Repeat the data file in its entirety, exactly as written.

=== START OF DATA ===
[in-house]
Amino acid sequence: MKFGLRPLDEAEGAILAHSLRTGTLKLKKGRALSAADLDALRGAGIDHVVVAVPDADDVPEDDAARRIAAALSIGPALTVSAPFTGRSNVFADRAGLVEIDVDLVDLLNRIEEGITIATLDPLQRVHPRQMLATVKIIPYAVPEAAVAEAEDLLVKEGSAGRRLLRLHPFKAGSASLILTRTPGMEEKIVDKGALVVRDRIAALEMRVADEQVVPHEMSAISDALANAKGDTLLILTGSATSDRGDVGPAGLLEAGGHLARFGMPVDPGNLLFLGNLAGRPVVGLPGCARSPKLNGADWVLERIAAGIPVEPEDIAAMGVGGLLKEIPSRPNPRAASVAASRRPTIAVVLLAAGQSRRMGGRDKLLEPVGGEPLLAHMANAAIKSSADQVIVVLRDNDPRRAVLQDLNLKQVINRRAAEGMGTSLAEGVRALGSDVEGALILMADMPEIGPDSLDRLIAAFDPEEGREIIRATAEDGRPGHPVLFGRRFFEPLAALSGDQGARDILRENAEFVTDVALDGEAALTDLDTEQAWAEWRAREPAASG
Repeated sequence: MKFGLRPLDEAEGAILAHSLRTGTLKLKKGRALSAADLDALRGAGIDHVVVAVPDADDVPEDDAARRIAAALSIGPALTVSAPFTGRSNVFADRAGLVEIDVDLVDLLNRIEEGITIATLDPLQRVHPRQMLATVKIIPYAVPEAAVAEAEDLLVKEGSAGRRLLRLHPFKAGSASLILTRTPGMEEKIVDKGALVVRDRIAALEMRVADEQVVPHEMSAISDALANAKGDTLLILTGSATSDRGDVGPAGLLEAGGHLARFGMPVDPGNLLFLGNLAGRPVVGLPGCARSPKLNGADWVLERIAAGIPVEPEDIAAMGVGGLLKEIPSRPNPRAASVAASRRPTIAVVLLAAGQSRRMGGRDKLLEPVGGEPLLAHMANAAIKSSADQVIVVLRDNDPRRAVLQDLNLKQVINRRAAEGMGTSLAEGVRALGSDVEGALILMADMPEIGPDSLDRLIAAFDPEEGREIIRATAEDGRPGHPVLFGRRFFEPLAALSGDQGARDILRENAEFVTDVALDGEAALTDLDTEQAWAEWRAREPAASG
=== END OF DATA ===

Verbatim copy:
[in-house]
Amino acid sequence: MKFGLRPLDEAEGAILAHSLRTGTLKLKKGRALSAADLDALRGAGIDHVVVAVPDADDVPEDDAARRIAAALSIGPALTVSAPFTGRSNVFADRAGLVEIDVDLVDLLNRIEEGITIATLDPLQRVHPRQMLATVKIIPYAVPEAAVAEAEDLLVKEGSAGRRLLRLHPFKAGSASLILTRTPGMEEKIVDKGALVVRDRIAALEMRVADEQVVPHEMSAISDALANAKGDTLLILTGSATSDRGDVGPAGLLEAGGHLARFGMPVDPGNLLFLGNLAGRPVVGLPGCARSPKLNGADWVLERIAAGIPVEPEDIAAMGVGGLLKEIPSRPNPRAASVAASRRPTIAVVLLAAGQSRRMGGRDKLLEPVGGEPLLAHMANAAIKSSADQVIVVLRDNDPRRAVLQDLNLKQVINRRAAEGMGTSLAEGVRALGSDVEGALILMADMPEIGPDSLDRLIAAFDPEEGREIIRATAEDGRPGHPVLFGRRFFEPLAALSGDQGARDILRENAEFVTDVALDGEAALTDLDTEQAWAEWRAREPAASG
Repeated sequence: MKFGLRPLDEAEGAILAHSLRTGTLKLKKGRALSAADLDALRGAGIDHVVVAVPDADDVPEDDAARRIAAALSIGPALTVSAPFTGRSNVFADRAGLVEIDVDLVDLLNRIEEGITIATLDPLQRVHPRQMLATVKIIPYAVPEAAVAEAEDLLVKEGSAGRRLLRLHPFKAGSASLILTRTPGMEEKIVDKGALVVRDRIAALEMRVADEQVVPHEMSAISDALANAKGDTLLILTGSATSDRGDVGPAGLLEAGGHLARFGMPVDPGNLLFLGNLAGRPVVGLPGCARSPKLNGADWVLERIAAGIPVEPEDIAAMGVGGLLKEIPSRPNPRAASVAASRRPTIAVVLLAAGQSRRMGGRDKLLEPVGGEPLLAHMANAAIKSSADQVIVVLRDNDPRRAVLQDLNLKQVINRRAAEGMGTSLAEGVRALGSDVEGALILMADMPEIGPDSLDRLIAAFDPEEGREIIRATAEDGRPGHPVLFGRRFFEPLAALSGDQGARDILRENAEFVTDVALDGEAALTDLDTEQAWAEWRAREPAASG